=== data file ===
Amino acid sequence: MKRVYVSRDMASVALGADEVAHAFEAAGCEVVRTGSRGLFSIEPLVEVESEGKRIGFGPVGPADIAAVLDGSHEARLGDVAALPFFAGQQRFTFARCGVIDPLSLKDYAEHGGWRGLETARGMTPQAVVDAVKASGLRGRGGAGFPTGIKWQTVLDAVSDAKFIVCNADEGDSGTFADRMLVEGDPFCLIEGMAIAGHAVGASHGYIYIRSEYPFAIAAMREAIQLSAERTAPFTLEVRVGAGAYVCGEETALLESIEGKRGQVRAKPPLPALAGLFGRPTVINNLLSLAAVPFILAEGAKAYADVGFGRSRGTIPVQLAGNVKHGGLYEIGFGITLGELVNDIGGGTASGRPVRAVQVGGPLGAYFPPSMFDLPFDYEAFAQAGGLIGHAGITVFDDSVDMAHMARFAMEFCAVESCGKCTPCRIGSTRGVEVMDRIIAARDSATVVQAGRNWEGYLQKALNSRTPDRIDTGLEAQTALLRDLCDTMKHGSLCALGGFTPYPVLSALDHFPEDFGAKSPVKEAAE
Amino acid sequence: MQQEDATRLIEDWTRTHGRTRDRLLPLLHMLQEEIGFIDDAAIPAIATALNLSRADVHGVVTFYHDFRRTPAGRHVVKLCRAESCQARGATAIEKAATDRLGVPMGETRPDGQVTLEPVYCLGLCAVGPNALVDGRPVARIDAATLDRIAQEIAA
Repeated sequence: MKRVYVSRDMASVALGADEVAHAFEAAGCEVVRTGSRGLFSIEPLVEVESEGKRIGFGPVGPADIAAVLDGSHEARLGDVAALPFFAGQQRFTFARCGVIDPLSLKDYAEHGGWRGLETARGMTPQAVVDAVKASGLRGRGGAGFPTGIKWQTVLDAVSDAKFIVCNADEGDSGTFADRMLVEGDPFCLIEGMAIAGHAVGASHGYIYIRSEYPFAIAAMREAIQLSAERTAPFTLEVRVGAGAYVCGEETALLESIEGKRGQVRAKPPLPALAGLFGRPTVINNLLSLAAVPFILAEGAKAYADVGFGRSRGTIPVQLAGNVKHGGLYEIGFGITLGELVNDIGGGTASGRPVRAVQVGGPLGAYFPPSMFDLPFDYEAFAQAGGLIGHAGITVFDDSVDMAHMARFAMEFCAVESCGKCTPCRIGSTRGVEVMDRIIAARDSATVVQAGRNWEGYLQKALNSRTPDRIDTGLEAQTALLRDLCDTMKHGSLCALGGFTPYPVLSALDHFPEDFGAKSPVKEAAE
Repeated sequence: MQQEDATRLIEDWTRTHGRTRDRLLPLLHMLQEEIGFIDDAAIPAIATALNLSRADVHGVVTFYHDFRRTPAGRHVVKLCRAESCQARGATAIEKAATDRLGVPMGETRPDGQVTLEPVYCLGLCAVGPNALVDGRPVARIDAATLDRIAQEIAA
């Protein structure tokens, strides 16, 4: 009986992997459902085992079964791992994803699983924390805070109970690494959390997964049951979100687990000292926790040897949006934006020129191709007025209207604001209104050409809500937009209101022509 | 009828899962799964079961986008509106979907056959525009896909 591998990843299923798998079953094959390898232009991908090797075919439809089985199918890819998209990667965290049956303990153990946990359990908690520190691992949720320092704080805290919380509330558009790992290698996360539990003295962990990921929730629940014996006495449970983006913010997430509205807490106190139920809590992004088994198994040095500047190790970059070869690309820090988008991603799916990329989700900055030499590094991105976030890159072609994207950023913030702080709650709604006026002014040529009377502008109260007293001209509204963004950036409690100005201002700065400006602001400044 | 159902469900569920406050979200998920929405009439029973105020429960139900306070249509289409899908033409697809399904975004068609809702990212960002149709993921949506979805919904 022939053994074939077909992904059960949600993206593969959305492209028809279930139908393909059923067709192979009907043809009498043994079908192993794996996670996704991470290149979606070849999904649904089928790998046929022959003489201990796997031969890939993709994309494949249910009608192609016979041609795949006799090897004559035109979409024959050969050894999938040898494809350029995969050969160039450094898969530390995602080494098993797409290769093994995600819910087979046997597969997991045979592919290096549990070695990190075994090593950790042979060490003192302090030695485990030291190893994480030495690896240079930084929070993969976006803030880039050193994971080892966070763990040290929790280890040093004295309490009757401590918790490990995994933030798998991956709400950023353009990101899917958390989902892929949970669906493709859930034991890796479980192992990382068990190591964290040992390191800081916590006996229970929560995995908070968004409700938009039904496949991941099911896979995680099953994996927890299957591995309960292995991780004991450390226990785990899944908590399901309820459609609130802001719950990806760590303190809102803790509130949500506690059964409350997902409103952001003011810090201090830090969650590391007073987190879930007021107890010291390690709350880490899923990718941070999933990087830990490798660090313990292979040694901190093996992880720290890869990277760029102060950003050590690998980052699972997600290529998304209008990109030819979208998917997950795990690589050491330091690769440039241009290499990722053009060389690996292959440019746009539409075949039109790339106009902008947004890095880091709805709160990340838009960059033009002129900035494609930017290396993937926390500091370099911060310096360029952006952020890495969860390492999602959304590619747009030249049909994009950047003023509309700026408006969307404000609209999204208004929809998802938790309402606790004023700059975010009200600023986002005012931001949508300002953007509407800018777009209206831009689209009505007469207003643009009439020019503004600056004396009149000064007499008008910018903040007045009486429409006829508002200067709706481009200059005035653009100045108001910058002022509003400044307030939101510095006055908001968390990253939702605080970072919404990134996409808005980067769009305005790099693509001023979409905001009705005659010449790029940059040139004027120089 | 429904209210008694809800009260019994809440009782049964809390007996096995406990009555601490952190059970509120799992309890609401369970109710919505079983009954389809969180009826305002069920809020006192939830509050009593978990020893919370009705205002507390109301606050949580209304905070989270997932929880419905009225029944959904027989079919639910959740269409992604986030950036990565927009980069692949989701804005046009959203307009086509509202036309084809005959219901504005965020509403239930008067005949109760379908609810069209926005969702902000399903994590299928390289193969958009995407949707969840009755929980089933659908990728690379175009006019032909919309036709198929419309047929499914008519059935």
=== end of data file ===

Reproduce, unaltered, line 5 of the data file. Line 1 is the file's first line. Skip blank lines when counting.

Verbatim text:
């Protein structure tokens, strides 16, 4: 009986992997459902085992079964791992994803699983924390805070109970690494959390997964049951979100687990000292926790040897949006934006020129191709007025209207604001209104050409809500937009209101022509 | 009828899962799964079961986008509106979907056959525009896909 591998990843299923798998079953094959390898232009991908090797075919439809089985199918890819998209990667965290049956303990153990946990359990908690520190691992949720320092704080805290919380509330558009790992290698996360539990003295962990990921929730629940014996006495449970983006913010997430509205807490106190139920809590992004088994198994040095500047190790970059070869690309820090988008991603799916990329989700900055030499590094991105976030890159072609994207950023913030702080709650709604006026002014040529009377502008109260007293001209509204963004950036409690100005201002700065400006602001400044 | 159902469900569920406050979200998920929405009439029973105020429960139900306070249509289409899908033409697809399904975004068609809702990212960002149709993921949506979805919904 022939053994074939077909992904059960949600993206593969959305492209028809279930139908393909059923067709192979009907043809009498043994079908192993794996996670996704991470290149979606070849999904649904089928790998046929022959003489201990796997031969890939993709994309494949249910009608192609016979041609795949006799090897004559035109979409024959050969050894999938040898494809350029995969050969160039450094898969530390995602080494098993797409290769093994995600819910087979046997597969997991045979592919290096549990070695990190075994090593950790042979060490003192302090030695485990030291190893994480030495690896240079930084929070993969976006803030880039050193994971080892966070763990040290929790280890040093004295309490009757401590918790490990995994933030798998991956709400950023353009990101899917958390989902892929949970669906493709859930034991890796479980192992990382068990190591964290040992390191800081916590006996229970929560995995908070968004409700938009039904496949991941099911896979995680099953994996927890299957591995309960292995991780004991450390226990785990899944908590399901309820459609609130802001719950990806760590303190809102803790509130949500506690059964409350997902409103952001003011810090201090830090969650590391007073987190879930007021107890010291390690709350880490899923990718941070999933990087830990490798660090313990292979040694901190093996992880720290890869990277760029102060950003050590690998980052699972997600290529998304209008990109030819979208998917997950795990690589050491330091690769440039241009290499990722053009060389690996292959440019746009539409075949039109790339106009902008947004890095880091709805709160990340838009960059033009002129900035494609930017290396993937926390500091370099911060310096360029952006952020890495969860390492999602959304590619747009030249049909994009950047003023509309700026408006969307404000609209999204208004929809998802938790309402606790004023700059975010009200600023986002005012931001949508300002953007509407800018777009209206831009689209009505007469207003643009009439020019503004600056004396009149000064007499008008910018903040007045009486429409006829508002200067709706481009200059005035653009100045108001910058002022509003400044307030939101510095006055908001968390990253939702605080970072919404990134996409808005980067769009305005790099693509001023979409905001009705005659010449790029940059040139004027120089 | 429904209210008694809800009260019994809440009782049964809390007996096995406990009555601490952190059970509120799992309890609401369970109710919505079983009954389809969180009826305002069920809020006192939830509050009593978990020893919370009705205002507390109301606050949580209304905070989270997932929880419905009225029944959904027989079919639910959740269409992604986030950036990565927009980069692949989701804005046009959203307009086509509202036309084809005959219901504005965020509403239930008067005949109760379908609810069209926005969702902000399903994590299928390289193969958009995407949707969840009755929980089933659908990728690379175009006019032909919309036709198929419309047929499914008519059935």